What I find exciting about these projects is that they bring my cloud computing students into real-world settings. In teams of two or three, students from my cloud computing class partner with Professor Giordano’s students to understand the kinds of data available and to appreciate the proper way to approach technical questions seen on dairy farms. They work together to map these questions to ML, decide how to train the models, and even collaborate to design dashboards that visualize the outcomes of the analysis. Meanwhile, Professor Giordano’s animal science students, who come to these partnerships with a lot of knowledge about modern dairies and modern AI, learn about the challenges of putting those tools to work to create useful new technology, and are exposed to the power (and limitations) of the Azure cloud. As a side-effect, by working with Microsoft Teams, the groups also become comfortable with cutting-edge collaboration technology.
My approach in CS5412 has been to design to the course around three central goals. First, I do want my students to appreciate the relevant computer science foundations: topics such as state machine replication (Paxos), leader election, and fault-tolerant consensus. Second, it is important for them to learn to view the cloud as a platform with powerful, inherently scalable services such as CosmosDB, the Azure Blob Store and Azure Data Lake at their disposal, along with powerful computing frameworks like the Azure Intelligence Platform and Cognitive Search. These in turn center on fundamental practical questions, such as understanding data and computation sharding for scalability, and appreciating the roles of the IoT Hub and its integration with Azure Functions.
Last is the practical goal of becoming proficient with the actual tools: Any student who “survives” my course emerges as a capable cloud programmer with a valuable skill set coupled to an understand of how the Azure documentation and prebuilt “recipes” can lead to customizable code frameworks ideally fitted to their needs.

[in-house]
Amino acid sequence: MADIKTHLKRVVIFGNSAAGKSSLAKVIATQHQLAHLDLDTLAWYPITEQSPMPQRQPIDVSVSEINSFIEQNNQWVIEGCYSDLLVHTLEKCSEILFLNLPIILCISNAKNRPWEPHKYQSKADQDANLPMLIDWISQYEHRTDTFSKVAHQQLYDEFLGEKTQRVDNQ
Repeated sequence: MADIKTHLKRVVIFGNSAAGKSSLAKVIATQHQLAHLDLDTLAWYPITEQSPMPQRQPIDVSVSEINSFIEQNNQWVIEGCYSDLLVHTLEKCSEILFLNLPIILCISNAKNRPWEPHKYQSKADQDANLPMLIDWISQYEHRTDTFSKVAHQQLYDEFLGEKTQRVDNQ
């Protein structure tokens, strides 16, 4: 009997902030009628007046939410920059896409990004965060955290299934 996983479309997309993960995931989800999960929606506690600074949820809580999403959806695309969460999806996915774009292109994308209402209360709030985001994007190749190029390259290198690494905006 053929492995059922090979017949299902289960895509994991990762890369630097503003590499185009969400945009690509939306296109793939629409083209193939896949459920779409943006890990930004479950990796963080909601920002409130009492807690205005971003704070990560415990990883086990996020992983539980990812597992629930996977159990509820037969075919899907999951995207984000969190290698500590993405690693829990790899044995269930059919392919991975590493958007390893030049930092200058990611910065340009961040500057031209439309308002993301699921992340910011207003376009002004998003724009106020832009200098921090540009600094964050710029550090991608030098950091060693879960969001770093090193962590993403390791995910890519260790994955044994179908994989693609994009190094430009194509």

It has taken us many years to evolve CS5412 to the current state, but today I feel as if my students really learn the right material, that the partnership with Animal Sciences is operating smoothly and bringing really high value to the table, and that the course is simply working very well. My textbook, written in 2010, probably needs a thorough revision at this point, but on the other hand, modern students don’t really read textbooks! What they do read is online material, especially coupled with “how-to” videos and even hands-on opportunities, and on this, Microsoft has excelled.
The documentation available is outstanding, but beyond that, Microsoft has participated in Cornell’s Digital Agriculture Hackathons (the CIDA Hackathon), and my students find this to be a fantastic resource. During a February weekend students come together to learn how cloud computing can solve problems in agriculture, looking at technical but also social and economic/business perspectives, with hands-on instruction by Microsoft experts.
CS5412 has become a real treasure here at Cornell, and is helping position our students to hit the ground running as they enter the workforce. We couldn’t have done it without Microsoft Azure and Microsoft Teams, and are tremendously grateful for the partnership opportunity!